In 2012, then Opposition Leader Dr Keith Rowley stated: “…if the Government can’t deal with it (crime) then the government itself is part of the problem.”
Seven years later, the problem is as bad, if not worse. If Dr Rowley established a standard back then, is he, as prime minister, now willing to accept his own pronouncements?
In the past two days—following a front-page editorial by Guardian Media—the Government has sought to placate a besieged nation.
On Sunday, National Security Minister Stuart Young offered little comfort other than to appeal to citizens to call Crime Stoppers anonymously to help identify caches of guns in their communities.
In the second attempt by the Government in as many days, Minister in the Ministry of the Attorney General Fitzgerald Hinds yesterday blamed the UNC for failing to support the Government on vital legislation which, he said, was necessary to fight crime.
We see this as a distraction from a critical situation facing the country: the spate of crime which has so far claimed close to 300 lives in less than seven months. No amount of blame game will convince this crime-ravaged society that the Government is working assiduously to fight criminals.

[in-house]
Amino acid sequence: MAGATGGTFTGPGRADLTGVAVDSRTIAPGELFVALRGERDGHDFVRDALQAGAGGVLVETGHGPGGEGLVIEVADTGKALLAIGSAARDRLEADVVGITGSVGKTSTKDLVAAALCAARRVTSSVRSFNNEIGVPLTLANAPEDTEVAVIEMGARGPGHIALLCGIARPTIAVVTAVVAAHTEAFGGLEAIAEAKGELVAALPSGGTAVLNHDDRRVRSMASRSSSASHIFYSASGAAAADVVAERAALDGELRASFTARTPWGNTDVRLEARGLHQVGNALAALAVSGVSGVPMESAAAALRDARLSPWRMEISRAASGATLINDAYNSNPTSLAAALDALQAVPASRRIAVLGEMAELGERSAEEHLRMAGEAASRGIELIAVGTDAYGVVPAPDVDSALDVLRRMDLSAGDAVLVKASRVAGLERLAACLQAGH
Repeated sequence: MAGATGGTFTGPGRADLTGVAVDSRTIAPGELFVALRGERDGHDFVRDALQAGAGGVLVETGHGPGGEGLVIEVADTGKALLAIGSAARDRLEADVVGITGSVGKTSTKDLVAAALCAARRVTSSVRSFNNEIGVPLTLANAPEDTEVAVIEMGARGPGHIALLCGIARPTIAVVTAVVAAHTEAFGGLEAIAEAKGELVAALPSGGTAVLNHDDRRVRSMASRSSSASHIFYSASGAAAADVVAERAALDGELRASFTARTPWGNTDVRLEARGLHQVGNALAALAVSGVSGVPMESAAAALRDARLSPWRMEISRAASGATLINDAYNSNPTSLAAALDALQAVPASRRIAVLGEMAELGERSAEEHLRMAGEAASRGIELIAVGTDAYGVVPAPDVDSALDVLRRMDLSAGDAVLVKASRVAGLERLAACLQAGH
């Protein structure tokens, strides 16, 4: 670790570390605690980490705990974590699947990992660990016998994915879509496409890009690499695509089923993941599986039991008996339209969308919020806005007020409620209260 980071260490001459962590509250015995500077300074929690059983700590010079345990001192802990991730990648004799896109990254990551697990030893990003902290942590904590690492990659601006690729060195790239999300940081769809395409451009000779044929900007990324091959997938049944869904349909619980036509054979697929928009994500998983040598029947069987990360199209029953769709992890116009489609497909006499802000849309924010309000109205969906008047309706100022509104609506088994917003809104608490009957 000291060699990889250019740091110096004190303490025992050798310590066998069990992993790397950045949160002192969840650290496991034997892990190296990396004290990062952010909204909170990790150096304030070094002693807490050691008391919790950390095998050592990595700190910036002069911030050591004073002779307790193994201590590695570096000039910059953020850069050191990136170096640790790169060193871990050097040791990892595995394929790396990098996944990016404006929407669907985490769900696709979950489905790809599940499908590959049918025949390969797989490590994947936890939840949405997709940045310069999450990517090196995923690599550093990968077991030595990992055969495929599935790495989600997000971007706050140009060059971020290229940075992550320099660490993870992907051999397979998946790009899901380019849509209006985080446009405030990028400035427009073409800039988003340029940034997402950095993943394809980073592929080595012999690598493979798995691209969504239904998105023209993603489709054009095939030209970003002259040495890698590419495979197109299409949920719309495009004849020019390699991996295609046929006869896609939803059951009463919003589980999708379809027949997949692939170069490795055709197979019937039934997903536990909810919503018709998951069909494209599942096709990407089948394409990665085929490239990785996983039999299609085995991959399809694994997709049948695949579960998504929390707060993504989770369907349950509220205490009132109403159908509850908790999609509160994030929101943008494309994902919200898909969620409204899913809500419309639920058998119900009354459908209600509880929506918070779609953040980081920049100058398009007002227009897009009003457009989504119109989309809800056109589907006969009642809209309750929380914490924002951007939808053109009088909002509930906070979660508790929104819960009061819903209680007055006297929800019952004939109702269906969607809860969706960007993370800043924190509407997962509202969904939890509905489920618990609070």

People in Trinidad and Tobago want to be safe from the constant bloodshed. If more legislation is passed and criminals are held, the justice system, well known for its snail’s pace, will not serve up swift justice.
Only yesterday, one of the PNM’s sitting MPs Lovell Francis, a Minister in the Ministry of Education, lamented on his Facebook page that he had been threatened by gang members for government contracts in his Moruga constituency. The reality is that the crime scourge is real.
In recent days, people from across the nation have come forward to urge the Government to act.
Yesterday, the Trinidad and Tobago Chamber issued a news release that began this way: “ For several years, citizens of Trinidad and Tobago have been crying out for the authorities and national leaders to address a sense of creeping anarchy. As a nation, our worst fears are now being realised... the time for assertive action on crime is now.”
We cannot remember a time when the first line in a chamber press release contained the word “anarchy.”
We’ve heard from Ministers Young and Hinds. They didn’t seem up for the task.
A crime-battered nation wants to hear from you, Dr Rowley. They want to hear your plan.
If you don’t outline one soon, citizens might agree with your 2012 statement “that if the Government can’t deal with it (crime), then the government itself is part of the problem.”